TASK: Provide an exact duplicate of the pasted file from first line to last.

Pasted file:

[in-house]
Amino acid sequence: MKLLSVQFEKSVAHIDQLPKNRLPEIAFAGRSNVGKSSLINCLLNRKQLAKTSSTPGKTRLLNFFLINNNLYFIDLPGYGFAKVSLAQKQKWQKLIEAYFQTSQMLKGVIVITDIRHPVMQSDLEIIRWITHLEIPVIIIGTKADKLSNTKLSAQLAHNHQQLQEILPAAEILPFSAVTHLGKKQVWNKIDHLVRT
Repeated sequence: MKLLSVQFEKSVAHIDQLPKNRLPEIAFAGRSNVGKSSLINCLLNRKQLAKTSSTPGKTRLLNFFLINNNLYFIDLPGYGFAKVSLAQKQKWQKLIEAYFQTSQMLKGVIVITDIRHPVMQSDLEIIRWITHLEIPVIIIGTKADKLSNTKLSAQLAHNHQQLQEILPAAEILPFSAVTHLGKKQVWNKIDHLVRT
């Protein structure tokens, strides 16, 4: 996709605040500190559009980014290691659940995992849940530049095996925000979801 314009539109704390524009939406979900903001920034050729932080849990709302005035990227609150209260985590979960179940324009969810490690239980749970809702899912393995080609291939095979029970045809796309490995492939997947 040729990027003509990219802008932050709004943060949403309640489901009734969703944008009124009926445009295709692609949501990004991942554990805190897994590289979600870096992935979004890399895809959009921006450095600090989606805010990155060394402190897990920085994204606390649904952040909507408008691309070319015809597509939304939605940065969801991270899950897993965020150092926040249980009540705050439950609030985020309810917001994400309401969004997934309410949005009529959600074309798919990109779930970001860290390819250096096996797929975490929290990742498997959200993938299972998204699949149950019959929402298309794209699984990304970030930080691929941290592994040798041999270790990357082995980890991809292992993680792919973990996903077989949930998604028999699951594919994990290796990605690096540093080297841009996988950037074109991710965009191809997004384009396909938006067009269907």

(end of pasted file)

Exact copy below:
[in-house]
Amino acid sequence: MKLLSVQFEKSVAHIDQLPKNRLPEIAFAGRSNVGKSSLINCLLNRKQLAKTSSTPGKTRLLNFFLINNNLYFIDLPGYGFAKVSLAQKQKWQKLIEAYFQTSQMLKGVIVITDIRHPVMQSDLEIIRWITHLEIPVIIIGTKADKLSNTKLSAQLAHNHQQLQEILPAAEILPFSAVTHLGKKQVWNKIDHLVRT
Repeated sequence: MKLLSVQFEKSVAHIDQLPKNRLPEIAFAGRSNVGKSSLINCLLNRKQLAKTSSTPGKTRLLNFFLINNNLYFIDLPGYGFAKVSLAQKQKWQKLIEAYFQTSQMLKGVIVITDIRHPVMQSDLEIIRWITHLEIPVIIIGTKADKLSNTKLSAQLAHNHQQLQEILPAAEILPFSAVTHLGKKQVWNKIDHLVRT
């Protein structure tokens, strides 16, 4: 996709605040500190559009980014290691659940995992849940530049095996925000979801 314009539109704390524009939406979900903001920034050729932080849990709302005035990227609150209260985590979960179940324009969810490690239980749970809702899912393995080609291939095979029970045809796309490995492939997947 040729990027003509990219802008932050709004943060949403309640489901009734969703944008009124009926445009295709692609949501990004991942554990805190897994590289979600870096992935979004890399895809959009921006450095600090989606805010990155060394402190897990920085994204606390649904952040909507408008691309070319015809597509939304939605940065969801991270899950897993965020150092926040249980009540705050439950609030985020309810917001994400309401969004997934309410949005009529959600074309798919990109779930970001860290390819250096096996797929975490929290990742498997959200993938299972998204699949149950019959929402298309794209699984990304970030930080691929941290592994040798041999270790990357082995980890991809292992993680792919973990996903077989949930998604028999699951594919994990290796990605690096540093080297841009996988950037074109991710965009191809997004384009396909938006067009269907």